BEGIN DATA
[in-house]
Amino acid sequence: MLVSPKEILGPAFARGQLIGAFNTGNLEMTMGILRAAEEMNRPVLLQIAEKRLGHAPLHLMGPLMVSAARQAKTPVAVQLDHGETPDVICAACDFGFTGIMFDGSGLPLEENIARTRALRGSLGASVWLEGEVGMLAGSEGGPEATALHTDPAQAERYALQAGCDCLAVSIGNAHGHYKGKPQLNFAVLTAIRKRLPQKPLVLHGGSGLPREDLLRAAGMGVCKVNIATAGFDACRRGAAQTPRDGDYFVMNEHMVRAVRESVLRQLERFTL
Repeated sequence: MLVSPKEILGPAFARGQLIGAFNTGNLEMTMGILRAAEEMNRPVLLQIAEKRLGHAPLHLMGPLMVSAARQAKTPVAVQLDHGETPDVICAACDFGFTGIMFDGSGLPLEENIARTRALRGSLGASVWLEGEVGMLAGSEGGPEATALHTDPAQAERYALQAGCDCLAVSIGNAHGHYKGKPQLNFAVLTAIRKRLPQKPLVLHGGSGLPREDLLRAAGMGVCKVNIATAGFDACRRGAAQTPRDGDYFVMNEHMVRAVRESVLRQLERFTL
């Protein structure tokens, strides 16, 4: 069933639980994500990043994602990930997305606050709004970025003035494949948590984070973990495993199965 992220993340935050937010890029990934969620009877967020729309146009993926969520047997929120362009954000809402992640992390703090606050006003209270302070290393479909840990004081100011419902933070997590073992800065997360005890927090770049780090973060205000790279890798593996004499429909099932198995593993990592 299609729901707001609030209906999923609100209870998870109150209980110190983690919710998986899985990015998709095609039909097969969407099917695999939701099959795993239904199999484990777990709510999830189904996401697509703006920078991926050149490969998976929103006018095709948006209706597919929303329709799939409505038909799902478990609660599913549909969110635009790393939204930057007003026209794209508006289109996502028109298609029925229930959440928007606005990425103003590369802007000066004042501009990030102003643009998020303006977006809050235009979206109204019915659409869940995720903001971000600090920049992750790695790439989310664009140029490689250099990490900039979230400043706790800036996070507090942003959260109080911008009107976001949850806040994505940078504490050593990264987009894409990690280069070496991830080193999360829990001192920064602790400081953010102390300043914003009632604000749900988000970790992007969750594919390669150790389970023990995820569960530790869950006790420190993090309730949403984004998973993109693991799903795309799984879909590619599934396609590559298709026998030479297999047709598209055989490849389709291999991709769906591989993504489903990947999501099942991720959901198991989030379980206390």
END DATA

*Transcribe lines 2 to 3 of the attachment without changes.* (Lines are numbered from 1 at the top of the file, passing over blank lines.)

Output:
Amino acid sequence: MLVSPKEILGPAFARGQLIGAFNTGNLEMTMGILRAAEEMNRPVLLQIAEKRLGHAPLHLMGPLMVSAARQAKTPVAVQLDHGETPDVICAACDFGFTGIMFDGSGLPLEENIARTRALRGSLGASVWLEGEVGMLAGSEGGPEATALHTDPAQAERYALQAGCDCLAVSIGNAHGHYKGKPQLNFAVLTAIRKRLPQKPLVLHGGSGLPREDLLRAAGMGVCKVNIATAGFDACRRGAAQTPRDGDYFVMNEHMVRAVRESVLRQLERFTL
Repeated sequence: MLVSPKEILGPAFARGQLIGAFNTGNLEMTMGILRAAEEMNRPVLLQIAEKRLGHAPLHLMGPLMVSAARQAKTPVAVQLDHGETPDVICAACDFGFTGIMFDGSGLPLEENIARTRALRGSLGASVWLEGEVGMLAGSEGGPEATALHTDPAQAERYALQAGCDCLAVSIGNAHGHYKGKPQLNFAVLTAIRKRLPQKPLVLHGGSGLPREDLLRAAGMGVCKVNIATAGFDACRRGAAQTPRDGDYFVMNEHMVRAVRESVLRQLERFTL